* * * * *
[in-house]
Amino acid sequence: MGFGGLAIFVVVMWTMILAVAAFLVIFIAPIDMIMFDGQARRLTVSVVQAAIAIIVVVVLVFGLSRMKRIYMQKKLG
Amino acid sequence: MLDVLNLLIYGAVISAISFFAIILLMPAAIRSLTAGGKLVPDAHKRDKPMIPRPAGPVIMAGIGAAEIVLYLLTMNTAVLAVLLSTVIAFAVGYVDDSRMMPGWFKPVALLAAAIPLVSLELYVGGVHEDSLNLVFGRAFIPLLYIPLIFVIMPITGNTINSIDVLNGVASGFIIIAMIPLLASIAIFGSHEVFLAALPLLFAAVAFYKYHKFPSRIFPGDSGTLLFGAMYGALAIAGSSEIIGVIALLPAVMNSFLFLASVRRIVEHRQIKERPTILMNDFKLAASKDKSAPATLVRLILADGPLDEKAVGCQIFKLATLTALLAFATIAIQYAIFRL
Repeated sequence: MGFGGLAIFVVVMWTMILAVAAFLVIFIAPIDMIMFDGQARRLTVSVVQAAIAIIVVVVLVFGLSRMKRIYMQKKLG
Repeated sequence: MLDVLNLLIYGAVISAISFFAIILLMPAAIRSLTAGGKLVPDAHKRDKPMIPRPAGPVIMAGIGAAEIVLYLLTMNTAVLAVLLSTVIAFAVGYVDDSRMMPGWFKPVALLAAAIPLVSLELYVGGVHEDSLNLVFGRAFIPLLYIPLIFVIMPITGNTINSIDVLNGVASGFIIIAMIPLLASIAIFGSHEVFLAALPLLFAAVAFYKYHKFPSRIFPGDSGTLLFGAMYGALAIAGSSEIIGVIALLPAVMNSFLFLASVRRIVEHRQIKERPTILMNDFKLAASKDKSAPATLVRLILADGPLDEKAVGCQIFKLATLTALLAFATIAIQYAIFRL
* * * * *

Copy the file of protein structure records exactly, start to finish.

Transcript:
[in-house]
Amino acid sequence: MGFGGLAIFVVVMWTMILAVAAFLVIFIAPIDMIMFDGQARRLTVSVVQAAIAIIVVVVLVFGLSRMKRIYMQKKLG
Amino acid sequence: MLDVLNLLIYGAVISAISFFAIILLMPAAIRSLTAGGKLVPDAHKRDKPMIPRPAGPVIMAGIGAAEIVLYLLTMNTAVLAVLLSTVIAFAVGYVDDSRMMPGWFKPVALLAAAIPLVSLELYVGGVHEDSLNLVFGRAFIPLLYIPLIFVIMPITGNTINSIDVLNGVASGFIIIAMIPLLASIAIFGSHEVFLAALPLLFAAVAFYKYHKFPSRIFPGDSGTLLFGAMYGALAIAGSSEIIGVIALLPAVMNSFLFLASVRRIVEHRQIKERPTILMNDFKLAASKDKSAPATLVRLILADGPLDEKAVGCQIFKLATLTALLAFATIAIQYAIFRL
Repeated sequence: MGFGGLAIFVVVMWTMILAVAAFLVIFIAPIDMIMFDGQARRLTVSVVQAAIAIIVVVVLVFGLSRMKRIYMQKKLG
Repeated sequence: MLDVLNLLIYGAVISAISFFAIILLMPAAIRSLTAGGKLVPDAHKRDKPMIPRPAGPVIMAGIGAAEIVLYLLTMNTAVLAVLLSTVIAFAVGYVDDSRMMPGWFKPVALLAAAIPLVSLELYVGGVHEDSLNLVFGRAFIPLLYIPLIFVIMPITGNTINSIDVLNGVASGFIIIAMIPLLASIAIFGSHEVFLAALPLLFAAVAFYKYHKFPSRIFPGDSGTLLFGAMYGALAIAGSSEIIGVIALLPAVMNSFLFLASVRRIVEHRQIKERPTILMNDFKLAASKDKSAPATLVRLILADGPLDEKAVGCQIFKLATLTALLAFATIAIQYAIFRL